Analysis of " In The American Society" By Gish Jen
In Gish Jen's In the American Society, Jen explores more than Callie's father's assimilation to American society by splitting the story into two parts. She also, inadvertently, shows the reluctance American society has to take others in, and the humiliating effect assimilation can have on a person from a patriarchal society.
In the first part of the story, "His Own Society" she shows Ralph's old world patriarchy coming to terms with American culture. Ralph felt as if he was at the head of the hierarchical chain. The pancake house was his business, and he ran it as he saw fit. Ralph saw himself, as Callie relates, likened to his grandfather who was head of a village.
Ralph started out fine, his business was successful and he saw himself as a good boss, and a generous benefactor. Eventually, power corrupted Him, and he began treating his employees poorly. As a result, they quit.
Although Jen never gives a time line for Ralph's arrival to the United States, she does give a hint that he is an immigrant in the story's first couple of paragraphs. He references to "Those Americans," and speaks of times when his family would give out bags of rice to the poor on holidays.
Ralph did not understand the American worker. He felt that he was the boss, and like his grandfather, deserved the respect his authority dictated. At one point, Ralph's wife says to the girls, "Your father doesn't believe in joining the American society," and then adds, "He wants his own society." This was obviously the way Ralph was taught, but these ways were ruining his business. When he found Booker and Cedric, this actually worked out great for Ralph, at first. They, being illegal immigrants and needing work, would gladly lend their subservience.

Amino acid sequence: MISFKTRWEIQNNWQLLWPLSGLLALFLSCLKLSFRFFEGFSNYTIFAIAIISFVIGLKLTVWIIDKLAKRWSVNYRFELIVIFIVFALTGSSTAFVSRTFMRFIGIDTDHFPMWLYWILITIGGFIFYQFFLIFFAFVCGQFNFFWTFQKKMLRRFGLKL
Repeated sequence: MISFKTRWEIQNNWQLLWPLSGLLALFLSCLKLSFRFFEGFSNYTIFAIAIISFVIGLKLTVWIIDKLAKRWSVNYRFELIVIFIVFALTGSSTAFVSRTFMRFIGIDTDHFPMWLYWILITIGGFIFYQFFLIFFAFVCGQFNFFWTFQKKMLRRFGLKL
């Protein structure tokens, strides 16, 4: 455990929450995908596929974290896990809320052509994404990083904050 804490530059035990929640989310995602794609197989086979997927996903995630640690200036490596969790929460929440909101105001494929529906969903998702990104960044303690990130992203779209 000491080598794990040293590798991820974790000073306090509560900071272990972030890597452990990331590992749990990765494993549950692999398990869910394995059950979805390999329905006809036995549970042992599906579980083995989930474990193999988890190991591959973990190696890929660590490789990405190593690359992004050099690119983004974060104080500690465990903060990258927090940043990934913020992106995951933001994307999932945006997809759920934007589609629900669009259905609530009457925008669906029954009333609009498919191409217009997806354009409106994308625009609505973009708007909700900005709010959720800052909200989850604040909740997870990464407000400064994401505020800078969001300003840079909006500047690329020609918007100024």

Now, with Booker and Cedric working for him, he felt worthy of his grandfather, but this was America, and even if Ralph felt like a village lord with his two "boys," the other workers were not so pleased and eventually called immigration.
After Immigration problems, Ralph found himself without his servants anymore, and lost interest in reigning over the restaurant. He started hanging around the house and paying loads of attention to his wife. Ralph's American dream was not turning out the way he had hoped.
The second part of the story deals with American society. The family goes to a pool party in order for Mrs. Chang to make an impression on people from a club she wishes to join. Ralph makes an attempt at assimilation here in order to appease his wife. For Ralph, this has to be a major adjustment. Not only is he, the head of the family, going to this party he has no desire to go to, his wife is dressing him up in a suit he does not want. At this point, he seems to have given up on his old world ways, the assimilation continues.
A woman named Mrs. Lardner is throwing the party. Very different from the male dominated society of his grandfather, Ralph tries awkwardly to fit in, burning himself helping Mr. Lardner with the cooking, while the women got drunk on Mrs. Lardner's "magic punch." It should be noted that a bit of cultural bias seems to takes place here, as Mrs. Lardner asks Callie to serve food, as she suddenly finds herself with a shortage of servers.